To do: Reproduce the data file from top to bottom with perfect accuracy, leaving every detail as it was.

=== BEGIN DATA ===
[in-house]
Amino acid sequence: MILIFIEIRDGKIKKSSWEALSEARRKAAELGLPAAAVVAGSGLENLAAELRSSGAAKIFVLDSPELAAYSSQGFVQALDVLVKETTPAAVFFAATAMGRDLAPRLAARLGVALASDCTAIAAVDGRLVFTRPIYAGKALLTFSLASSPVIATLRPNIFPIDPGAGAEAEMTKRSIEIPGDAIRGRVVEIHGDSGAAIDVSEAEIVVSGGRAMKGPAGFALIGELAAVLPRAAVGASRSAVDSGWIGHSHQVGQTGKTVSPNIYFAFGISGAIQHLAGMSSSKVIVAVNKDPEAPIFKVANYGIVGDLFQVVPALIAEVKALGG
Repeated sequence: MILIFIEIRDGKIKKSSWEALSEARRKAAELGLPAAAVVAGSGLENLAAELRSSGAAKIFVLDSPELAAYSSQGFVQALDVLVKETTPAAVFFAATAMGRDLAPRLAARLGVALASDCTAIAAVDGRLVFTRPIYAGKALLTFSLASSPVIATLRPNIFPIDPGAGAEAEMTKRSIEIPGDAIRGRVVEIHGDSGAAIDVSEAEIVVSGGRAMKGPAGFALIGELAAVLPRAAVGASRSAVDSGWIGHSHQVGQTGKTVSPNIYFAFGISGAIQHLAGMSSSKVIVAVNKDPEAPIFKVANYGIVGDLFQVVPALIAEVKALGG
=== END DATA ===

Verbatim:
[in-house]
Amino acid sequence: MILIFIEIRDGKIKKSSWEALSEARRKAAELGLPAAAVVAGSGLENLAAELRSSGAAKIFVLDSPELAAYSSQGFVQALDVLVKETTPAAVFFAATAMGRDLAPRLAARLGVALASDCTAIAAVDGRLVFTRPIYAGKALLTFSLASSPVIATLRPNIFPIDPGAGAEAEMTKRSIEIPGDAIRGRVVEIHGDSGAAIDVSEAEIVVSGGRAMKGPAGFALIGELAAVLPRAAVGASRSAVDSGWIGHSHQVGQTGKTVSPNIYFAFGISGAIQHLAGMSSSKVIVAVNKDPEAPIFKVANYGIVGDLFQVVPALIAEVKALGG
Repeated sequence: MILIFIEIRDGKIKKSSWEALSEARRKAAELGLPAAAVVAGSGLENLAAELRSSGAAKIFVLDSPELAAYSSQGFVQALDVLVKETTPAAVFFAATAMGRDLAPRLAARLGVALASDCTAIAAVDGRLVFTRPIYAGKALLTFSLASSPVIATLRPNIFPIDPGAGAEAEMTKRSIEIPGDAIRGRVVEIHGDSGAAIDVSEAEIVVSGGRAMKGPAGFALIGELAAVLPRAAVGASRSAVDSGWIGHSHQVGQTGKTVSPNIYFAFGISGAIQHLAGMSSSKVIVAVNKDPEAPIFKVANYGIVGDLFQVVPALIAEVKALGG